One day when we went to the lake my sister scraped her shin against a sharp rock underwater. She cried and I helped her tow herself ashore, dripping water and blood. Our parents never took us there again.

          I ran downstairs and out the back door to the gazebo. I stood between its columns. Everything seemed alien in some way, sucked bone-dry and spread dimensionless like I could reach and touch any of it. The bright morning forced me to squint as I looked across the street and across the town to that hill, to something I thought might be there. I didn’t quite know what I was expecting. I hadn’t been able to place that feeling that I woke up with, that still remained. Now I realized—as spring made the trees dance slow turns and the wind pushed through my chest—it was like falling. Not falling, but the instant before, being suspended in air before the perpetual ends. I felt that way when my sister never came home. That precarious instant of dreamlike stillness, almost suffocating, like missing a step on the way down stairs.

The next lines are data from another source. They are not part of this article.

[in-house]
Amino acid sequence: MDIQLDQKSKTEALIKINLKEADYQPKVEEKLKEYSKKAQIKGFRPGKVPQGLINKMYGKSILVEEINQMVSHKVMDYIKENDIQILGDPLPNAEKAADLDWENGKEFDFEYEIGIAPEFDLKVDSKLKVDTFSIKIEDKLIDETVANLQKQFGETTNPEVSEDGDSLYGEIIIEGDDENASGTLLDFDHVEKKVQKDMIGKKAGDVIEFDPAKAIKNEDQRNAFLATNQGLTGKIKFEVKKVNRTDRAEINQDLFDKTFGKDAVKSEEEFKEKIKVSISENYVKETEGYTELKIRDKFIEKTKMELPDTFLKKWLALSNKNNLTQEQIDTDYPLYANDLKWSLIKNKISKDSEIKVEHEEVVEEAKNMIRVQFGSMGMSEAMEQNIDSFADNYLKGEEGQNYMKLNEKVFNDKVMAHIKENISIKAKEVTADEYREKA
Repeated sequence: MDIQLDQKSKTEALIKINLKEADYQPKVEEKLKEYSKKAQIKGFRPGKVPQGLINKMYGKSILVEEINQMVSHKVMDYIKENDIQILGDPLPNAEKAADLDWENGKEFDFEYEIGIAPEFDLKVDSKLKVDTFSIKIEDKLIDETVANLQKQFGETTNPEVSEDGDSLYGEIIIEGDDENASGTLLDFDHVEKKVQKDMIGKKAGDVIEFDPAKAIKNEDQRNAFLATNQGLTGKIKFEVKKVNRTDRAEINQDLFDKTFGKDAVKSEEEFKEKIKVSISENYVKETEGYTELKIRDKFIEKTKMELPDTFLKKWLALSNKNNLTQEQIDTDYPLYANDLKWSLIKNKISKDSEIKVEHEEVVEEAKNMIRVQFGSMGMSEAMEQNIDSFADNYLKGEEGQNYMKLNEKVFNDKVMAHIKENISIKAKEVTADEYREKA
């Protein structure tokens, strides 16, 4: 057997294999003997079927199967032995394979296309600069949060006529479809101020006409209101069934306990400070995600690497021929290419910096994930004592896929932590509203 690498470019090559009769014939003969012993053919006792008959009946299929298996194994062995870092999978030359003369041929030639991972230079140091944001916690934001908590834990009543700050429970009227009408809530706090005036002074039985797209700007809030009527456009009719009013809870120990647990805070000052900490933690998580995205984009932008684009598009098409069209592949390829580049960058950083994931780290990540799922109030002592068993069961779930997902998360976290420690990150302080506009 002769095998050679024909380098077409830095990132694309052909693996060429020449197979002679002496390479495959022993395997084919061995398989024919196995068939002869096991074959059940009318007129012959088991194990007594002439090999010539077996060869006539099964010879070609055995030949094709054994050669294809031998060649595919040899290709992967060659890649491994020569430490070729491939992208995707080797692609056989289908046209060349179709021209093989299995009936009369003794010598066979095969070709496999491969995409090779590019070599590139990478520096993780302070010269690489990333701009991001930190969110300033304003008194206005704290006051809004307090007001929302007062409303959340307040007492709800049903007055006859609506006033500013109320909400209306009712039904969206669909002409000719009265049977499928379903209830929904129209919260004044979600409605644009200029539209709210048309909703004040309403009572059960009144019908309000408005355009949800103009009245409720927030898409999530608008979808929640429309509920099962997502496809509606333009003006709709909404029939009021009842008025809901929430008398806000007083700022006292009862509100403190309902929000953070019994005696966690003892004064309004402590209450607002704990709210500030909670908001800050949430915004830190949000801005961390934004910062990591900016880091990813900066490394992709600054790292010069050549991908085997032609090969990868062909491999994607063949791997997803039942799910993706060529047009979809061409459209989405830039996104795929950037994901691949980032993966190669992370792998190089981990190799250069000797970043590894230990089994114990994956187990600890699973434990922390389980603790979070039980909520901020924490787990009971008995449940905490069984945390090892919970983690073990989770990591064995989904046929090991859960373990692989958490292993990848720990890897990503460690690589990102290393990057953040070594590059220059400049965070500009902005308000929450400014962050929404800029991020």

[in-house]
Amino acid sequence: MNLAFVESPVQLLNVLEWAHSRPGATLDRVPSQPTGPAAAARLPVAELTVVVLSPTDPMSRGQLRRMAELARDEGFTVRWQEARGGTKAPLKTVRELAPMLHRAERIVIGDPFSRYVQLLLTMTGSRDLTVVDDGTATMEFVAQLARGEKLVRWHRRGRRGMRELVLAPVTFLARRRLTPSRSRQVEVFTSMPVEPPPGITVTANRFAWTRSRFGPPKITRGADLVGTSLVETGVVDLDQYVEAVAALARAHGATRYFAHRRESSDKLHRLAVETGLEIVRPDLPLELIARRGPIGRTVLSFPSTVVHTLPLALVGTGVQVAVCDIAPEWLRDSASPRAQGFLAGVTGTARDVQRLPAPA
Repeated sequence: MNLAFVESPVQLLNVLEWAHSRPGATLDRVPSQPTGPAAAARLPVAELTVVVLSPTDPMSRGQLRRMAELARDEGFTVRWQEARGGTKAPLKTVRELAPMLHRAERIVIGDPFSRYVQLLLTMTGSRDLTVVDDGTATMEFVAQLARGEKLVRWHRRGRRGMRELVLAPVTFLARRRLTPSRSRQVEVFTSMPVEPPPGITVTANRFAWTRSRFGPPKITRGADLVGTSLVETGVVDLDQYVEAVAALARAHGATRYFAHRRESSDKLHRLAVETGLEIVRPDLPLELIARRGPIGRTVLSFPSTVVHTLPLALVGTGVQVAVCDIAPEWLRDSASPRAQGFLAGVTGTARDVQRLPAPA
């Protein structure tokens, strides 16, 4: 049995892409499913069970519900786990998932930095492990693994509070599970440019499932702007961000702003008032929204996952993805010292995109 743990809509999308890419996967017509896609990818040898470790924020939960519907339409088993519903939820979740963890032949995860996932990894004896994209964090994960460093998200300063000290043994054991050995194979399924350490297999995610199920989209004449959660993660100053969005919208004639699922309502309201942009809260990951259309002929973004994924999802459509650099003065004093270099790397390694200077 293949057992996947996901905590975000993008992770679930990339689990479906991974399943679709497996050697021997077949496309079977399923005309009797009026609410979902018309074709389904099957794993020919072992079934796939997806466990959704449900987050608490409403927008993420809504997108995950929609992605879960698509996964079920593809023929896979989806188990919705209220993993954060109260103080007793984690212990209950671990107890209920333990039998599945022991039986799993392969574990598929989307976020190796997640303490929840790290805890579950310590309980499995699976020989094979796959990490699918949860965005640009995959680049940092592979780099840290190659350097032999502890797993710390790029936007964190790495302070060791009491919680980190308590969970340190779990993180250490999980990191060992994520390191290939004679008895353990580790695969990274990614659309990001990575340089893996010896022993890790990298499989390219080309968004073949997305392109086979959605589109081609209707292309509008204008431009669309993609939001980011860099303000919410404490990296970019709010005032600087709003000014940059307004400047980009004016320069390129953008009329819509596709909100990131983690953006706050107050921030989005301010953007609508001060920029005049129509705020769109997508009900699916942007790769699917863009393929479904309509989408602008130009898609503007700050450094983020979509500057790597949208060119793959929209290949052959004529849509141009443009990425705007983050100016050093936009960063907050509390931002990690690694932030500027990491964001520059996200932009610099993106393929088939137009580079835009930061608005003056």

The hill was close, no glimmer of snow atop its peak, dyed golden by the sun. Everything was waking up as the sun reached it, and everything awaiting revival craned toward it like flowers. My hand rested opaque on the wood railing, not dissolving fuzzy on the edges as far as I could tell. I wondered if I was leaving bit by bit, already in the air, suspended in that breathless moment.
          I could almost hear my sister, far away from St. Charles, echoing out over phone lines and trains set in their roundabout course, galaxies close…






Post a Comment

Be the first to comment on this article!

bRealTime banner ad on the left side
Site Feedback